Recently, NaNoWriMo also started a program in the summer called camp NaNoWriMo where participants can set their own word count goal and take on the noveling challenge during the more lovely months of April and July. It is affectionately dubbed “an idyllic writer’s retreat, smack-dab in the middle of your crazy life.”

Why Participate

Okay, so it sounds crazy. Write 50,000 words in November? During the Thanksgiving holiday? During midterms?

So maybe it is crazy. But that’s the point. It’s a seat-of-your-pants adventure to tell a story, good or bad, without worrying about its quality and instead, doing it for you.

In addition to writing an entire novel, or even making an incredible attempt, participating in NaNoWriMo teaches skills that are extremely useful after the fact. The first is the strength of determination. As established, you are doing an absolutely crazy thing, and it is your own mental and physical fortitude that will keep you going. It doesn’t matter if you reach 50,000 or if you fail gloriously. You committed and you worked, and you did a thing. Your effort, your commitment, your time, and your creativity matter.

More practically, I learned to that nothing is perfect on the first try. Knowing that takes a lot of the pressure off doing a lot of assignments for school or elsewhere. Putting ideas down on paper is helpful whether you use them or not. Participating in NaNoWriMo teaches you to get things done without your inner editor watching over your shoulder.

The community built by NaNoWriMo is another powerful and compelling reason to participate. During the month, you aren’t in a month-long, endless void, trying to pull off the impossible by yourself. On the NaNoWriMo website, there are countless forums on every subject to find people to talk to, about problems in your novel, about your genre, or any other part of your life. The community extends into real life too. On the website, you can select a region closest to you to find events with other people participating nearby. You can get feedback and encouragement, which you’ll find much needed as the month goes on.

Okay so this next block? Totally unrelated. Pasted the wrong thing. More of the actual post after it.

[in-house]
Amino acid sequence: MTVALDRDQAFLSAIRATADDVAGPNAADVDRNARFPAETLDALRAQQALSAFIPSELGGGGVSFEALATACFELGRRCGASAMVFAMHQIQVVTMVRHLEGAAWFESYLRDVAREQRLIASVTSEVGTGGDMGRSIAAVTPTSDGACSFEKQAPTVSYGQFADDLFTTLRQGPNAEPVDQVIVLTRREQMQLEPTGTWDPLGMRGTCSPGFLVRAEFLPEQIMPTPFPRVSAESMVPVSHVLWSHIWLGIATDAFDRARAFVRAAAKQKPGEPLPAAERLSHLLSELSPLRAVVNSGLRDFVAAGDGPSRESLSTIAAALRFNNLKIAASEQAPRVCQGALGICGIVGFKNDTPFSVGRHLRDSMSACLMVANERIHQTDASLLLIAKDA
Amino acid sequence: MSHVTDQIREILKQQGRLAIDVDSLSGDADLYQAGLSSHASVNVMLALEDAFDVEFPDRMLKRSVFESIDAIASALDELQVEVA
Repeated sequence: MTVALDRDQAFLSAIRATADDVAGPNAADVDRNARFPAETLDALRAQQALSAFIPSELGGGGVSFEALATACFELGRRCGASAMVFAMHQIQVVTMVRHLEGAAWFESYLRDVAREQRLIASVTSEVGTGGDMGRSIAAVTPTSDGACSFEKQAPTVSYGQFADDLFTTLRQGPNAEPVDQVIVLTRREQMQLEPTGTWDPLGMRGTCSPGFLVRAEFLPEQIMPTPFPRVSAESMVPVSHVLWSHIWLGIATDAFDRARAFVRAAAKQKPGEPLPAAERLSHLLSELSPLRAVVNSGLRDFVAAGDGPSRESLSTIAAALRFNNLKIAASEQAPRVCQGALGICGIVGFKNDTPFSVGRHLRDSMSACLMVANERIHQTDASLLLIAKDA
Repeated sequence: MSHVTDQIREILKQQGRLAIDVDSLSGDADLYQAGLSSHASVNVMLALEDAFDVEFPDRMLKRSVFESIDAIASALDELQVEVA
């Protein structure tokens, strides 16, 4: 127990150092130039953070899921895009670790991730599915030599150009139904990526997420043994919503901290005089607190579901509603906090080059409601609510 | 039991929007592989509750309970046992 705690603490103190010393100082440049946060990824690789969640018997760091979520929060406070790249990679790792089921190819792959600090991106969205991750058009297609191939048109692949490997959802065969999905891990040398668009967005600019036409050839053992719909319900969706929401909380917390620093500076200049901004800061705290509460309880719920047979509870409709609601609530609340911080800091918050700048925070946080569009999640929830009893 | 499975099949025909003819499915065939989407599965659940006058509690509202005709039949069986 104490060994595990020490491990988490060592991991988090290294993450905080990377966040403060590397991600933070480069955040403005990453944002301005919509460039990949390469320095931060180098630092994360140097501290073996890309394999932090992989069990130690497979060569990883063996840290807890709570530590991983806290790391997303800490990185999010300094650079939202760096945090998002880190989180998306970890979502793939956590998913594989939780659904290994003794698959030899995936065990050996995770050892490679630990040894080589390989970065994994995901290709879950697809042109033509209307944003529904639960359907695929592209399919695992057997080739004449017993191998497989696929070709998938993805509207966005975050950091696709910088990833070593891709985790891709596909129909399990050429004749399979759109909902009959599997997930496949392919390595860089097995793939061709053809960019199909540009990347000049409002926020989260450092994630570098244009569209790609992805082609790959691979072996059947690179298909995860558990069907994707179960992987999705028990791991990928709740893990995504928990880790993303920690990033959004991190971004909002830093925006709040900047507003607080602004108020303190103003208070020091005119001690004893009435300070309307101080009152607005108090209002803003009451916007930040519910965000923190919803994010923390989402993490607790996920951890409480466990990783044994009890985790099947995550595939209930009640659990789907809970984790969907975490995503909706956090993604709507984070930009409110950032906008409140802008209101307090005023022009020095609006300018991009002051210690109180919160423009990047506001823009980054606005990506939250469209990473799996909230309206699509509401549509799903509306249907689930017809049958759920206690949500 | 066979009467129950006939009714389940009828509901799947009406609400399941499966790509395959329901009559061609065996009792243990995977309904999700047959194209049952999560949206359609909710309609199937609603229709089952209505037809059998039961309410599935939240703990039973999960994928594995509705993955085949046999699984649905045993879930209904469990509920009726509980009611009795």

NaNoWriMo is also a tremendous form of procrastination. God it’s hard to be a college junior in November. I don’t want to study for midterms and do group projects while finals lurk nearby in the future. I want to think about my characters, who I love dearly already, their story, and Thanksgiving break. Bottom line, it’s a form of procrastination that sounds extremely impressive.

The last reason to participate is probably the best. Everyone thinks they can write a novel and plans to do it “someday.” Someday can be today. This is your chance to write your novel. Finally. No excuses. Do it.

And as they say on the program website, “Your story matters.” Make sure you take your chance to tell it.